A SWOT Analysis of the $100B Regtech Market

Entrepreneurs are no longer discouraged by the gatekeeping of financial regulators, and have turned their attention to other pain points in the industry. The rise of ‘Fintech’ has not only encouraged the evolution of financial services, but also innovative new ways to understand, test and prove compliance. Solutions cover various applications, such as regulatory reporting, risk management, KYC compliance, secure messaging, and transaction monitoring.


The Regtech 2.0 Report – Burnmark and Alvarez & Marsal

Regulatory technology is still a niche area of interest, but is attracting a significant amount of investor interest. This disparity is likely due to the need for deep regulatory understanding, as well the ability to develop innovative digital solutions.The market is growing, but not without its challenges: recent research from Burnmark shows nearly 50% of banks are hindered from adopting Regtech due to bureaucratic procurement.



Questions asked to Regtech startups – Burnmark and Alvarez & Marsal

Luxembourg is fortunate to provide one of the most favourable environments for Regtech, having worked to combine institutional knowledge with the energy of entrepreneurship. In addition to deep ties between founders, consultancies, bankers and government figures, Luxembourg is also home to a responsive and forward-thinking regulatory body who produced the first nationally licensed Bitcoin exchange in the world. As a result of these factors, Regtech is the second most active sector in the local ecosystem, and growing rapidly.



The Luxembourg Fintech Map 

To better understand what is involved in transforming compliance, we asked founders from three different Regtech startups to provide a SWOT (strengths, weaknesses, opportunities, threats) analysis of the sector:

  • Bert Boerman – Co-Founder & CEO of Governance.com
  • Denis Kiselev – Founder & CEO of SnapSwap
  • Laurent Denayer – Founder & CEO of ume



What are the benefitsof building products aimed at regulatory compliance, rather than tackling more common areas of financial technology like payments, banking, and lending? What makes it an attractive area of innovation?

“Unlike some other areas of tech, Regtech solves a problem right here, right now”

-Bert Boerman

Laurent Denayer:

“Most of the regulations are requesting a standardization of risk measures, reporting as well as processes. This standardization is a call for mutualizing the efforts with utility platforms. Regtechs are providing cost effective, automated and flexible compliance solutions as well as a substantial reduction of operational risk.”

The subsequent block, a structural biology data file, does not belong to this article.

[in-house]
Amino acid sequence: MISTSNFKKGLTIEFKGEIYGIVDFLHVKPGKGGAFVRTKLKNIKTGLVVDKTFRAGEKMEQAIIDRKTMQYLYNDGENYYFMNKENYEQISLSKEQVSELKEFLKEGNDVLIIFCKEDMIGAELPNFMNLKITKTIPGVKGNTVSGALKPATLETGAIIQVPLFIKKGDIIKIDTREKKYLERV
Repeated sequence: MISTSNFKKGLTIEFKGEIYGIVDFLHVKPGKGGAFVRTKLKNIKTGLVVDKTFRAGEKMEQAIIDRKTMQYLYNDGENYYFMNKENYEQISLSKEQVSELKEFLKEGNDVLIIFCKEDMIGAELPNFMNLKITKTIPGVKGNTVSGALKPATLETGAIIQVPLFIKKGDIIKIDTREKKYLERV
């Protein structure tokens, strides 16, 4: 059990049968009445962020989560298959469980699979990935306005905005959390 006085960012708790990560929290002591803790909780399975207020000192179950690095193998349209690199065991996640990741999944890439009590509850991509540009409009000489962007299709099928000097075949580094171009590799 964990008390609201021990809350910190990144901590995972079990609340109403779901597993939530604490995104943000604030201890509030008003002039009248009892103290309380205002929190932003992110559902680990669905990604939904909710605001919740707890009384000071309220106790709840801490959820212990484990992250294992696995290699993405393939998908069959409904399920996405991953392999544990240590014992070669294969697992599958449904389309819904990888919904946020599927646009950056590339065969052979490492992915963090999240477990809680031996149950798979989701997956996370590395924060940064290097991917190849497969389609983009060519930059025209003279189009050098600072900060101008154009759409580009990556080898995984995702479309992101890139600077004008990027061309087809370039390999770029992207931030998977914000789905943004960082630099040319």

Bert Boerman:

“Unlike some other areas of tech, Regtech solves a problem right here, right now. It provides multiple benefits such as cost reduction, Increased transparency, improved understanding of your business, lowered risks etc. ROI on Regtech investments is therefore extremely short and should be a no-brainer for any forward thinking financial institution.”

Denis Kiselev:

“We aim to disrupt the regulatory landscape by providing technologically advanced solutions to increasing demands of compliance within the financial industry. We help financial institutions address compliance in a more efficient and less resource-consuming manner. We facilitate counterparty due diligence and Know Your Customer procedures, anti-money laundering (AML) controls and fraud detection. Our service considerably helps reducing customer on-boarding timescales from several weeks to minutes while meeting all EU regulations. This leads to better customer experience as it will improve the speed to market of financial solutions and benefit the end customers of the banks.”


What makes working in the regulatory space particularly demanding, which may be less of an issue for entrepreneurs in others areas? Are there operational issues or skill shortages to consider?

“The skill requirements for compliance are also evolving. Some functions are going to be automated, including in the regulatory space, through the use of new technologies.”

– Denis Kiselev

Bert Boerman:

“Regtech is not considered as hot by bankers as other Tech areas like Blockchain, crypto, Robo advisors etc. That’s mostly because regulatory compliance is considered to be a necessary evil rather than competitive opportunity to grow your business. This means it is hard to find a sponsor in financial institutions that will drive Regtech projects forward.”

Denis Kiselev:

“The regulatory framework in finance is constantly evolving and changing rapidly. Which means we need to ensure we keep our competitive advantage of agility and adaptability. The danger is to stay focused on one technology and not being able to change down the line. Moreover, the skill requirements for compliance are also evolving. Some functions are going to be automated, including in the regulatory space, through the use of new technologies.There will be an increased need for staff to develop further skills regarding financial crime risk and mitigation, compliance, coding, system design and critical thinking.”

Laurent Denayer:

“Digital transformation is more a question of change management rather than technology. Financial institutions need to understand that collaboration for some part of their activities will improve their business and their customers experience and will not jeopardize their competitive positioning. This is particularly true in the business ume is operating: due diligence: each firm is chasing the same information that is has no added value. Mutualising the data collection process would enable to save costs, spend more time on analysing the information and make the lives of everybody easier!”